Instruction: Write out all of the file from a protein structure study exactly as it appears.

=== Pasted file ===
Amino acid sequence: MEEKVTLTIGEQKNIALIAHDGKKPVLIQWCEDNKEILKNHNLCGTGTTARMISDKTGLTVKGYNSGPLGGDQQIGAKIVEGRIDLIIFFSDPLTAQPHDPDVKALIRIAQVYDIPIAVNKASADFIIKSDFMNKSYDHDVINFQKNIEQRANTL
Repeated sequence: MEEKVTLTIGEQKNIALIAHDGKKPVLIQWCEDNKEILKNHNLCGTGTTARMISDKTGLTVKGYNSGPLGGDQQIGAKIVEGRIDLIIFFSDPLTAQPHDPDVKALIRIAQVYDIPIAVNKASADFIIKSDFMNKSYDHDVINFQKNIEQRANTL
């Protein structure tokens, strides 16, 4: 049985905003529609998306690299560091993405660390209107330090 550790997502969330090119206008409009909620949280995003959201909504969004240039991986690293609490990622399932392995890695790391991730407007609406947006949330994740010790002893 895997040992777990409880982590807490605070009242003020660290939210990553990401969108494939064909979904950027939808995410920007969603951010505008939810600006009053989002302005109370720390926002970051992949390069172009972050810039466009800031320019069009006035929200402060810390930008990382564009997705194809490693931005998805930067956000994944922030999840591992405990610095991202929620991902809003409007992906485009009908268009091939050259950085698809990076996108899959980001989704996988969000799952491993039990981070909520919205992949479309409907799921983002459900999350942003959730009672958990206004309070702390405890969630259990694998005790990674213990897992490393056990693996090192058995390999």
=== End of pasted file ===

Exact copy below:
Amino acid sequence: MEEKVTLTIGEQKNIALIAHDGKKPVLIQWCEDNKEILKNHNLCGTGTTARMISDKTGLTVKGYNSGPLGGDQQIGAKIVEGRIDLIIFFSDPLTAQPHDPDVKALIRIAQVYDIPIAVNKASADFIIKSDFMNKSYDHDVINFQKNIEQRANTL
Repeated sequence: MEEKVTLTIGEQKNIALIAHDGKKPVLIQWCEDNKEILKNHNLCGTGTTARMISDKTGLTVKGYNSGPLGGDQQIGAKIVEGRIDLIIFFSDPLTAQPHDPDVKALIRIAQVYDIPIAVNKASADFIIKSDFMNKSYDHDVINFQKNIEQRANTL
């Protein structure tokens, strides 16, 4: 049985905003529609998306690299560091993405660390209107330090 550790997502969330090119206008409009909620949280995003959201909504969004240039991986690293609490990622399932392995890695790391991730407007609406947006949330994740010790002893 895997040992777990409880982590807490605070009242003020660290939210990553990401969108494939064909979904950027939808995410920007969603951010505008939810600006009053989002302005109370720390926002970051992949390069172009972050810039466009800031320019069009006035929200402060810390930008990382564009997705194809490693931005998805930067956000994944922030999840591992405990610095991202929620991902809003409007992906485009009908268009091939050259950085698809990076996108899959980001989704996988969000799952491993039990981070909520919205992949479309409907799921983002459900999350942003959730009672958990206004309070702390405890969630259990694998005790990674213990897992490393056990693996090192058995390999």